Oars
    14th Aug 2018
    12:08pm
    So THAT'S where Labor gets it's slush fund !!! From the CFMEU thugs. Please have another look at where you "sink" your hard earned cash (that you worked for over 40 years). Unions owning superfunds- we must be crazy or have we finally turned the corner to full blooded comos.?
    Crafty
    12th Sep 2017
    7:36pm
    As a pensioner couple, if you had $83,400 in the bank, you would apparently earn 1.75%. Thats approximately $28 a week. So does the government take 50c in the dollar? That would mean you lose $7 a week each.
    If you have super over $300, do you lose 50c in the dollar here too?
    Bloody hell. We all need a bigger increase to cover what they take back.
    ray from Bondi
    12th Sep 2017
    8:40pm
    I am not sure but would say yes, sadly nobody but a politician has the benefits that politicians receive in their pension, we can only dream
    Macca
    13th Sep 2017
    1:16am
    I think there's a case here to take the govt to the anti discrimination board.Maybe a class action?Oh.they would only change the rules!Will this set of rules and income limits also affect same sex couples when the marriage act is changed or does it already apply?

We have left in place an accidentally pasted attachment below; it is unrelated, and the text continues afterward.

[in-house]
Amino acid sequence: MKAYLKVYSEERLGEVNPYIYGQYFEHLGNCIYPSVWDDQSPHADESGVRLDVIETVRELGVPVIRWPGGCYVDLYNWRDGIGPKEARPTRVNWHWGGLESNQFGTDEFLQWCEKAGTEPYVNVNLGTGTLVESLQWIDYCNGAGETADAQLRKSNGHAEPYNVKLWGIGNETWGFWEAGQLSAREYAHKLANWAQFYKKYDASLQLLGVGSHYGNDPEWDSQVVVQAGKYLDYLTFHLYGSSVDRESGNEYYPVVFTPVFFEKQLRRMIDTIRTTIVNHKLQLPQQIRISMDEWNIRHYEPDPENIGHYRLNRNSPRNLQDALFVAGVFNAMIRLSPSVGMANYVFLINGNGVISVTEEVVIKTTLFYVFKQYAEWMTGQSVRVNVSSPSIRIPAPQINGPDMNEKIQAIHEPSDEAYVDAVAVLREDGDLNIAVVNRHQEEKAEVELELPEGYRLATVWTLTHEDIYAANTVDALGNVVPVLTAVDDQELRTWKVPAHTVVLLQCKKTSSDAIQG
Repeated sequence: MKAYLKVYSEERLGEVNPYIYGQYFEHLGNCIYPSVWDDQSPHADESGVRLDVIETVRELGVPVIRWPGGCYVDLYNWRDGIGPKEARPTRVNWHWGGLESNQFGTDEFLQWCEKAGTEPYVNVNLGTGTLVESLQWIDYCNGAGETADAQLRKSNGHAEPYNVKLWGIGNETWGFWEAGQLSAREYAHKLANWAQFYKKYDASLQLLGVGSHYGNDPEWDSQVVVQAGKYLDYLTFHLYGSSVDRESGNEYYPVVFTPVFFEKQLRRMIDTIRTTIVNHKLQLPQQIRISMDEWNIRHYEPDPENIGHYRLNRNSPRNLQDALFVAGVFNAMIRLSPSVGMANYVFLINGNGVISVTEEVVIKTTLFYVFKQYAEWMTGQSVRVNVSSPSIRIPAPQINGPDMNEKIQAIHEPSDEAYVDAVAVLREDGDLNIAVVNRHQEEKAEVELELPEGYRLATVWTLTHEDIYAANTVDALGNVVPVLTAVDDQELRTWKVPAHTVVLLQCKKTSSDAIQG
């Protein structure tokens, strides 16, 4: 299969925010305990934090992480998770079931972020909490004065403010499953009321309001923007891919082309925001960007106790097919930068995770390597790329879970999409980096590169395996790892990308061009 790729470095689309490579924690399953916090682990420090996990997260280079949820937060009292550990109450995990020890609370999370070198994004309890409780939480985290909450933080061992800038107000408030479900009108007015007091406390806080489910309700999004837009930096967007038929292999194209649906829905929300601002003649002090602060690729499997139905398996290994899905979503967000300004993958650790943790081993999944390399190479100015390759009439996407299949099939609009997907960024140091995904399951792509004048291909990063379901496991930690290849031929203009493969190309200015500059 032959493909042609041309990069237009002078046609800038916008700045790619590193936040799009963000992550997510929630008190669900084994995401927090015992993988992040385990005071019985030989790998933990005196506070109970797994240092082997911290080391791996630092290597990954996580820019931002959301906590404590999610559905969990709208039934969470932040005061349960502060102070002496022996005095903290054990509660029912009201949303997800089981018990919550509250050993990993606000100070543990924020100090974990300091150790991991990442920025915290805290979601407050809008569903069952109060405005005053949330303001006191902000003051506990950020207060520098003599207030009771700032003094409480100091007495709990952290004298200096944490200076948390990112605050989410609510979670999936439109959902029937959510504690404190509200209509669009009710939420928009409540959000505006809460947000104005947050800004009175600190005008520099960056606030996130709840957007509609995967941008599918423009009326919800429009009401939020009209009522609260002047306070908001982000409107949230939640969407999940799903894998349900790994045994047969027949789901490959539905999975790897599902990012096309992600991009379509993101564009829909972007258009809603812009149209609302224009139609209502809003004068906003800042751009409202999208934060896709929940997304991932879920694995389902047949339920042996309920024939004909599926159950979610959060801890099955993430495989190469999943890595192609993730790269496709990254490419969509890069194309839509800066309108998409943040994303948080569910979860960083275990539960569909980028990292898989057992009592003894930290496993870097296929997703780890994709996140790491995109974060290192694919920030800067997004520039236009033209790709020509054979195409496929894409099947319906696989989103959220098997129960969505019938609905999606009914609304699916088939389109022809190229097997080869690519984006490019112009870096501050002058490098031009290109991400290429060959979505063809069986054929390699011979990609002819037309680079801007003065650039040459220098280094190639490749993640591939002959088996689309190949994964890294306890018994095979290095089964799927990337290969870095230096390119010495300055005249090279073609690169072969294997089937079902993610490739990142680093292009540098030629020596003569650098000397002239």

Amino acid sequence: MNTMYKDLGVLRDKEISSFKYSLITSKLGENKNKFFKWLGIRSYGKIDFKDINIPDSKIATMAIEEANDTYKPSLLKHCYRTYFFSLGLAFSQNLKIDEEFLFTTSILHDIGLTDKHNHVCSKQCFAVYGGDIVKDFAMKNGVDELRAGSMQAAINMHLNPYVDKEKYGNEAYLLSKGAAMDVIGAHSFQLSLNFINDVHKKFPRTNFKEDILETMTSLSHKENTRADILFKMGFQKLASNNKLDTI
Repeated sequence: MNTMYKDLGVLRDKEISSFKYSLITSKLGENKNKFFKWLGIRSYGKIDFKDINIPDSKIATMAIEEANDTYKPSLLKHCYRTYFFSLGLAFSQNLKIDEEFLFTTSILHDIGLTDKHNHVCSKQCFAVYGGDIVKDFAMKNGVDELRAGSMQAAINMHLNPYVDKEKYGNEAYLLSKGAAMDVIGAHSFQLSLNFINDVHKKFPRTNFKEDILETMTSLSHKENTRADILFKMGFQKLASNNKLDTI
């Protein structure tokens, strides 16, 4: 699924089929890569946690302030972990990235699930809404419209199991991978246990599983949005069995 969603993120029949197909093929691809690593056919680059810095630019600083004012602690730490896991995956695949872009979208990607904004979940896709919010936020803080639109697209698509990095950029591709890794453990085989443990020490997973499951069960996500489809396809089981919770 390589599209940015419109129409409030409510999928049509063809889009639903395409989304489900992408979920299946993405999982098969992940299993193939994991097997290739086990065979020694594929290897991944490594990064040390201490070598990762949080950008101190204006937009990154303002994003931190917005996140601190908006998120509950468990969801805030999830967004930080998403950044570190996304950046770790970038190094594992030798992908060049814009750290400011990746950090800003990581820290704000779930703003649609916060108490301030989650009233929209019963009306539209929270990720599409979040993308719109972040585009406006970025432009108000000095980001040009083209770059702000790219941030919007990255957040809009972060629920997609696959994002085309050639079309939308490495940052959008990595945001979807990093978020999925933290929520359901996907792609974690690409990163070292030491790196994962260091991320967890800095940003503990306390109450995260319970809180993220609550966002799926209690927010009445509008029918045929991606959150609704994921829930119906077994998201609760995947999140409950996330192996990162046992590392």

Waiting to retire at 70
    13th Sep 2017
    11:31am
    Hey Ray from Bondi - here's an extract from Treasury March 2013:

    "Before the recent change, the deeming rates used for singles were 3 per cent a year on the first $43,200 of financial assets and 4.5 per cent on the excess. For couples, the deeming rates were 3 per cent a year on the first $72,000 of combined financial assets and 4.5 per cent on the excess.
    The new deeming rates applying [from March 2013] are 2.5 per cent on the lower threshold and 4 per cent on the higher."
    Wayne Swan was the Treasurer at the time. All changes since are down to Smokin' Joe and ex-refugee jailer ScoMo.

    Why is it so you ask?

    Well, where do you think our ENTITLED politicians are going to get their 18% Superannuation Guaranteed (SG) from? Our SG was frozen in 2014 at 9.5% by Smokin' Joe and will be frozen until 2022. Ours will only be allowed to go to 12% but that'll now not occur until 2025. Why do they get 18% from us and we can only get max. of 12% in 2025? Greed? no, no ... they are entitled.

    Smokin' Joe is getting over $330,000 (not including allowances, such as 'baby sitting' fees) as 'court jester' to the Trump administration (they are kindred spirits really).